14. There have been a few recent passings of beloved dogs lately. It seems more than usual. I had to put down my 13.5 yr old cattledog on March 26. I am at peace with my decision but it still breaks my heart. I still well up with tears when I see her pictures, think about her or someone asks how I am doing. Now this is a dog that I did spend a lot of money on between injuries and orthopedic surgeries when she was 7 yrs and 9 yrs of age. She was still very healthy at that time so I did the surgeries. Now may not have if she was older or had other health issues. 9 months ago she was diagnosed with oral melanoma. We chose to remove the tumor but not treat. I wanted a quality of life and not quantity. My biggest fear was that I would wait too long to euthanize. She probably only suffered for 2 days or so since it happened over the weekend and I chose that Monday morning I would take her in. My vets thanked me for thinking about HER and not myself. They knew it was time just by looking at her. The sparkle was gone from eyes. She went so peacefully and so quickly. I truly believe she was ready to say goodbye but also think I waited a day or 2 too long. My biggest fear of waiting too long is because I did wait too long almost 8 yrs ago with Charlotte. She was diagnosed with GI Tract Lymphoma (very aggressive form) and liver failure. She seemed ok, not great, so we chose not to treat since there was no chance for remission (been to the vets many time for illness and a lot of money - this was the 3rd suspected cancer diagnosis but this time it was). We took her home and said we would make the decision when she refused to eat. You have to understand she was a food whore. Loved food so we thought this was a good thing to use. I was so wrong. I refused to see how sick she was the last month of her life. She could not even go for a walk without getting horribly sick and vomiting blood. The sparkle was gone from her eye but I didn't see it. She basically could only walk enough to get food and drink. She would lay in my lap and just sleep. I just was not ready to really see what was happening. The hardest part was she was only 4.5 yrs old. She was so young. Once morning she turned away from breakfast so I knew it was time since this was what we said would tell us. I made the appt and took her in. The problem was that because of her organ failures the drugs weren't metabolizing properly. The screaming at the top of her lungs from pain (even the vets felt it was the drugs actually burning through her) was horrifying. My husband and I both were in tears, the vets were in tears, the techs, receptionists were all in tears. They ended up closing the clinic for 30 minutes because owners of animals were getting upset. Yeah the whole process for this one euthanization took 45 minutes and about 43 minutes of that involved the dog screaming in pain and a ton of meds trying to find one that would let her sleep. If I would have chosen to euthanize sooner the process would not have been so traumatic to all involved. I still have nightmares about it and that was 8 yrs ago. There were so many signs that she was ready much sooner but I refused to see them. She was my heart dog. After this I decided I would never let my animals suffer like that again. My selfishness caused her and many others great anguish. I now follow a better life quality monitor: Pick 3 things your animal LOVES to do and when they can no longer do 2 of them then it is most likely time. Foster loved to play, loved to eat and loved to just hang out. Earlier in the week she was playing just slowly which is, she was eating well and normal for her and would sort of hang out but was sleeping more and more each day. By Saturday morning she could hardly walk, could not even stand up easily or lie down without pain, couldn't squat to pee without pain and she could not play, she also ate her food so slowly which was unlike her and add in at this point unless we interacted directly with her all she did was sleep and look miserable. In her case, she lost all 3 things she loved at one time. For things like orthopedic issues in a healthy dog I am ok with paying the money but for cancers that even with treatment may only give you another 6-12 months on average I won't do it. Yes your dog could be the "rare" one but then again they could be ill/sick for a good portion of that time so how did you do this for them if You are the one making them sick by treatments. I won't give advice to anyone that asks about when to euthanize but if they want to hear my stories about it I will tell them. Everyone needs to make their own decision about it and no one has right to make anyone feel guilty about it. We all have our stories for and against this stuff and I think for me I am just very sensitive about it because of Charlotte so I would prefer to euthanize early if I have to instead of too late and letting the dog suffer. I may not agree with someone's decision but I respect it is there decision though.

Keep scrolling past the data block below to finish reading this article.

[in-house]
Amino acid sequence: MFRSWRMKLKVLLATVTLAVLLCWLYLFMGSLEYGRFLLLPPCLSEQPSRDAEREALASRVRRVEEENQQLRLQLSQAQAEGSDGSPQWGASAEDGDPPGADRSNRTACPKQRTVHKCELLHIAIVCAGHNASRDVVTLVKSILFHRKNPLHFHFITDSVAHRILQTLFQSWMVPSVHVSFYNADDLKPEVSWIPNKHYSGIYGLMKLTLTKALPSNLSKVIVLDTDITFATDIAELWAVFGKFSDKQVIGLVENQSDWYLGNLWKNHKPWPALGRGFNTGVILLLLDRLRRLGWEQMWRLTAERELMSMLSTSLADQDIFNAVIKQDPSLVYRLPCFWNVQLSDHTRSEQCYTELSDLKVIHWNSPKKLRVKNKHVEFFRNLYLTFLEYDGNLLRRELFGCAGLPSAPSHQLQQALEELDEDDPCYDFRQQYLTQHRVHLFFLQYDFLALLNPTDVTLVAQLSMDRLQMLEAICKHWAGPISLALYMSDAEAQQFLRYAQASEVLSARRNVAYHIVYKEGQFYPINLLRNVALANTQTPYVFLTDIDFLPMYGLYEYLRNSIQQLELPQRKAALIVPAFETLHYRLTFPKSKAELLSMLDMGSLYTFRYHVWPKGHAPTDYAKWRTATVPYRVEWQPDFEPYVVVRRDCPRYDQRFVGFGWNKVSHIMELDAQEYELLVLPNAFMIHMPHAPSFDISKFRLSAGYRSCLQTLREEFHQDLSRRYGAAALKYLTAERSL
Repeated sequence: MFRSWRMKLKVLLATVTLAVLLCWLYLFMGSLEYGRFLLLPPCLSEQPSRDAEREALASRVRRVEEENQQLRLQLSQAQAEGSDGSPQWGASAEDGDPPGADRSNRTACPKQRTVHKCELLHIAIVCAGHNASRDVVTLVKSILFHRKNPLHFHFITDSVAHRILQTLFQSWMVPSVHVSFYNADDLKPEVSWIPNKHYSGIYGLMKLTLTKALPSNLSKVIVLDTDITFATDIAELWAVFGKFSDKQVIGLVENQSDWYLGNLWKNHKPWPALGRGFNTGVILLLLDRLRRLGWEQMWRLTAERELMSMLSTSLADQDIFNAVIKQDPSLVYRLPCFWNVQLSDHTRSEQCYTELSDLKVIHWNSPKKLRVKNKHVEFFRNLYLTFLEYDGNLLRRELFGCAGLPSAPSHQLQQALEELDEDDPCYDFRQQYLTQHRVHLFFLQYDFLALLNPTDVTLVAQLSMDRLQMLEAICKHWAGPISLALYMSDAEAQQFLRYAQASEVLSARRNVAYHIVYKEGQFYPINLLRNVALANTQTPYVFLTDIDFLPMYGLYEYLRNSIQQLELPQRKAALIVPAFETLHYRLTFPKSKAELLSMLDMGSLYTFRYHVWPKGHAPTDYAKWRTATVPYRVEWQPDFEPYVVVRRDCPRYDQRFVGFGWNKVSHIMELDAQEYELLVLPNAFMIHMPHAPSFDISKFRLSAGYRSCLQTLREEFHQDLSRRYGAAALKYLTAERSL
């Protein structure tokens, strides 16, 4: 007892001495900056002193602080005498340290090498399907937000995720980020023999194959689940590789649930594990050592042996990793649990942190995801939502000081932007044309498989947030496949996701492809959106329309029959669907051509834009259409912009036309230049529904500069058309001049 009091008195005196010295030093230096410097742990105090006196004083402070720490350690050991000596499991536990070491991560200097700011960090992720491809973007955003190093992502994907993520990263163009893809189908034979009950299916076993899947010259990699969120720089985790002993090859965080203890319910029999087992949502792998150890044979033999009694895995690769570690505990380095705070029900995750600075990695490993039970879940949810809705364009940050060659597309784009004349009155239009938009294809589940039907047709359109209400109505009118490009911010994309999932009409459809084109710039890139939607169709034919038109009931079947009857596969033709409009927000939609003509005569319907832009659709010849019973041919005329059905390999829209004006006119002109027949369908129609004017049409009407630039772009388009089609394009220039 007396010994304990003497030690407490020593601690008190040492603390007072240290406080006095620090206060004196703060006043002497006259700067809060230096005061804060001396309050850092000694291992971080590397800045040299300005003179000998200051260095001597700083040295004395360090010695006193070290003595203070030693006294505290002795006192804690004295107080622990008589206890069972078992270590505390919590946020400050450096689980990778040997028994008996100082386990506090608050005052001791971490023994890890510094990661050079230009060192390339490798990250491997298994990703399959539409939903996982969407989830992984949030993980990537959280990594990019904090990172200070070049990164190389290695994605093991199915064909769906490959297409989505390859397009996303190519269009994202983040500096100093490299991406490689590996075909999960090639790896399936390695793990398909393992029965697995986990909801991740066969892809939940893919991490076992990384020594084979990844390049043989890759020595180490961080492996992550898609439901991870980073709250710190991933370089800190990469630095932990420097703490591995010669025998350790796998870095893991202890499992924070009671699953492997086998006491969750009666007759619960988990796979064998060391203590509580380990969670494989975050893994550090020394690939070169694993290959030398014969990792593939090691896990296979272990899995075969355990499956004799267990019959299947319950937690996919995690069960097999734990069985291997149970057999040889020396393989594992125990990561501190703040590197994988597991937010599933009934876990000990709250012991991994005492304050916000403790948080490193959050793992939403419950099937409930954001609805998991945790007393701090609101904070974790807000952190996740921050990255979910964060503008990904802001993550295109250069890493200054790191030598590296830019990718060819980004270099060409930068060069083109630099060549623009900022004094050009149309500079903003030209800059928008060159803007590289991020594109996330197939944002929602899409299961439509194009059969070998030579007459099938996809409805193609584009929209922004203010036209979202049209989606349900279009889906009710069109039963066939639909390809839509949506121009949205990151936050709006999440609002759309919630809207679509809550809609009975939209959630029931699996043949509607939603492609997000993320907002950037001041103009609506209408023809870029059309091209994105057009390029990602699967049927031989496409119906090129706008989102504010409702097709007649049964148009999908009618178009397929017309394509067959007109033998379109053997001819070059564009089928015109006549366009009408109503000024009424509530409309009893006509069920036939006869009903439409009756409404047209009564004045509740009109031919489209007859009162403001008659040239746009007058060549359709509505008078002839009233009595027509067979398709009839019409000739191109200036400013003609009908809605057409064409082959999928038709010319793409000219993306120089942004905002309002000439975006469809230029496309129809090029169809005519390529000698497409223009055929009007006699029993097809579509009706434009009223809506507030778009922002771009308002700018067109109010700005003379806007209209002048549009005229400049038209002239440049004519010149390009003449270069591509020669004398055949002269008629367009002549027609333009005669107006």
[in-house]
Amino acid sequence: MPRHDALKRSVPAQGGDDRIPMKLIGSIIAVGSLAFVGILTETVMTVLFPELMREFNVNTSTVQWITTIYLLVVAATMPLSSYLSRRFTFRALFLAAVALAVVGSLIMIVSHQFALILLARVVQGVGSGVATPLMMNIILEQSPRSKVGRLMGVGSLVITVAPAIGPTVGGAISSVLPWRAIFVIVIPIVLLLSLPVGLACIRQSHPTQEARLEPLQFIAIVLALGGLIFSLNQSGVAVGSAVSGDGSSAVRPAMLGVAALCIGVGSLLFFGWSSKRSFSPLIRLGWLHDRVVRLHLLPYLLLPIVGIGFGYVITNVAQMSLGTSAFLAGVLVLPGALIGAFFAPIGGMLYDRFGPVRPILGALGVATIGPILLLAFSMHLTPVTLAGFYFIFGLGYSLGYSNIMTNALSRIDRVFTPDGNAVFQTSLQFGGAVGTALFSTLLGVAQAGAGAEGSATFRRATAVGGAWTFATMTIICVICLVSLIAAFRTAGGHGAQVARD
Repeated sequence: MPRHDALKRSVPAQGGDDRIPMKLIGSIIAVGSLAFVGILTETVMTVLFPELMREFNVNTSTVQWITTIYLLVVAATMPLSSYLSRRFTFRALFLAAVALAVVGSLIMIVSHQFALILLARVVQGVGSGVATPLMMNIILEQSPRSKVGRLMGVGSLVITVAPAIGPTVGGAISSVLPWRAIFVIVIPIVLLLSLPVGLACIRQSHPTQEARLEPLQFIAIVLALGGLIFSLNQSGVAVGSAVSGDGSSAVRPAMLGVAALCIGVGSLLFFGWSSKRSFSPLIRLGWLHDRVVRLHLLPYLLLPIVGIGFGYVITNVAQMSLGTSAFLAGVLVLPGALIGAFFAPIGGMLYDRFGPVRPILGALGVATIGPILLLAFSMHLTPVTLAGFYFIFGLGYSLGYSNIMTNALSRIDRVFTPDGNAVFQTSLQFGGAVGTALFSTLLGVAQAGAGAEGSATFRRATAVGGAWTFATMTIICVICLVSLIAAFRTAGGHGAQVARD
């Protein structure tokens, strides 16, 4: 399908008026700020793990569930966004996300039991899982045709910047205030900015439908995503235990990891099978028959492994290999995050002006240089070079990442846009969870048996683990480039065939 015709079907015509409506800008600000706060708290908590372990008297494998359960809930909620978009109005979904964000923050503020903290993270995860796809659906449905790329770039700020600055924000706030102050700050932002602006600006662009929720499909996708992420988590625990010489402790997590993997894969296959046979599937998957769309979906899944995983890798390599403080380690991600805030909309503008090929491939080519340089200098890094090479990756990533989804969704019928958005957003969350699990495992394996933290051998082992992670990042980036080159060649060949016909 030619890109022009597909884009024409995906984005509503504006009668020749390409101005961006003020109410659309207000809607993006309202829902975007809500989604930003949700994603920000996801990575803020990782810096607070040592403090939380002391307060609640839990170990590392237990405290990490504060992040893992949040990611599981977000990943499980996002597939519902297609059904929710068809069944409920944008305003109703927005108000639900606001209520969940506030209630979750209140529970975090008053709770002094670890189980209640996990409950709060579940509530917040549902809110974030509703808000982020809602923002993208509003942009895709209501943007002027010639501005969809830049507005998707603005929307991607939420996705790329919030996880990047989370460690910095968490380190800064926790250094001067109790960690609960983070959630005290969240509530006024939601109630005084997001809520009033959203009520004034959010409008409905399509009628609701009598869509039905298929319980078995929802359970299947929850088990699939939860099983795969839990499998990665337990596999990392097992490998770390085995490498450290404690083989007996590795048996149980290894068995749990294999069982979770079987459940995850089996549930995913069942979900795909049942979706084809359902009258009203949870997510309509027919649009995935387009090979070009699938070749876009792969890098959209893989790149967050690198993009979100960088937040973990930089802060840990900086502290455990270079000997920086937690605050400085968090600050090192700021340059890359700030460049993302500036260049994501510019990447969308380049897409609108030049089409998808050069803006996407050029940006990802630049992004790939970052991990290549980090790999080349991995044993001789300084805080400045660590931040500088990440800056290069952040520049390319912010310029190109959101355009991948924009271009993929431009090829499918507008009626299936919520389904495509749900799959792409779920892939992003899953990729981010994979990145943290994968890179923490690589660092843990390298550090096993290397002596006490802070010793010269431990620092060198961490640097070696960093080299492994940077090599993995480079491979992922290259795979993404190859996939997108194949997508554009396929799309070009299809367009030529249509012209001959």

15. I know in horses it is around $2000-4000 per treatment. A friend does it with her horses and we just had the discussion yesterday. Luckily her horses are heavily insured and insurance is paying for some of it.